Michigan’s ghost towns are always fun to research and a kick to read about. But sometimes you’ll come across little areas that were once communities that have very little written about them…such is the case with two little towns in Saginaw County named Albee and Verne. Neither one seem to be listed on maps and very, very little history has seem to be recorded.

Of the two, Albee is the most interesting one to visit. There are two old buildings – one saloon, one general store - that still exist, sitting across the street from each other at the countryside intersection of Bishop and Fergus roads. The town and township were named for William Albee, who settled here in 1855 after arriving from the state of New York. In 1863 the township was organized and from there…it seemed to do very little growth except for a few businesses that came and went. Today the two previously-mentioned buildings and the St. Mary’s Church are the only remaining proof of a once-upon-a-town named Albee.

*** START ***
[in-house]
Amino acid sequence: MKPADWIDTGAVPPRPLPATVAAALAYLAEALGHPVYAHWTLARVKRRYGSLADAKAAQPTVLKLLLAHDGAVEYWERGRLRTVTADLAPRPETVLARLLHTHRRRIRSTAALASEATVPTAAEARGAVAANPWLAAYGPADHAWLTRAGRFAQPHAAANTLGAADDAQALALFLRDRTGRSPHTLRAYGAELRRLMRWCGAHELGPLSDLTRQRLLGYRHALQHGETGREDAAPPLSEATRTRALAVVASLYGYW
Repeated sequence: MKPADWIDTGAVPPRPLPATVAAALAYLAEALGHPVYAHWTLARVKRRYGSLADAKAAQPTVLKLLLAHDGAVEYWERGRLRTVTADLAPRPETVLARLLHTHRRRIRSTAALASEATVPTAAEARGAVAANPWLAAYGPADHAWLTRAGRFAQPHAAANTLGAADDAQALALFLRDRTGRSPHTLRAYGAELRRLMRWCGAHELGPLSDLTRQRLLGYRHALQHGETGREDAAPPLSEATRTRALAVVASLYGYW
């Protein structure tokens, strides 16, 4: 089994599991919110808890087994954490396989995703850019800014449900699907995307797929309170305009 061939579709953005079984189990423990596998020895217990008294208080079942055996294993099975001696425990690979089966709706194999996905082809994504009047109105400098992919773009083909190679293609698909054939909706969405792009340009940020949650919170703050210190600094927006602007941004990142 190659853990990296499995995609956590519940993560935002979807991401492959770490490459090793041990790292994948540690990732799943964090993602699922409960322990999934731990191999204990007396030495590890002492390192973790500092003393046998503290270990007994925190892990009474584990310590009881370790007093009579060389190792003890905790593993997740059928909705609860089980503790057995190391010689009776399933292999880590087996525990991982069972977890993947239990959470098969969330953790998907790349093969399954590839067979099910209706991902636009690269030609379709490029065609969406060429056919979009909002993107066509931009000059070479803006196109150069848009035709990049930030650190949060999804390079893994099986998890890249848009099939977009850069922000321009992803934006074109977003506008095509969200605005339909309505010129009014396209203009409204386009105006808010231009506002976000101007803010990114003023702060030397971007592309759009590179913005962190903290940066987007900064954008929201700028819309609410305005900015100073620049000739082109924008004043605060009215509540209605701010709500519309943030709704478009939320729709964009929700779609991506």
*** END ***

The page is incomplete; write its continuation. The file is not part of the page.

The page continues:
The town of Verne was created in 1884 as a postal stop and station along the Cincinnati, Saginaw & Mackinaw (Grand Trunk) Railroad not far from Albee approximately at the intersection of Sheridan and Verne roads. The town was named after a Saginaw County coal mine – which ended up closing in 1900. Once the mine closed, so did Verne; the post office shut down in 1901 and the town disappeared. No buildings that define the times are left – just some houses that look like they were built after the fact.

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If you visit Albee for some photo ops, you should travel another few miles and hit Verne. Nothing really exciting to photograph there, except for the fact this little no-place out in the country used to be a little town.

Two Michigan Ghost Towns: Albee & Verne, Saginaw County


Ghost Town of Skanee, Upper Peninsula

The U.P. Ghost Town and Cemetery of Kitchi, Michigan

Ghost Town of Aura, in Baraga County

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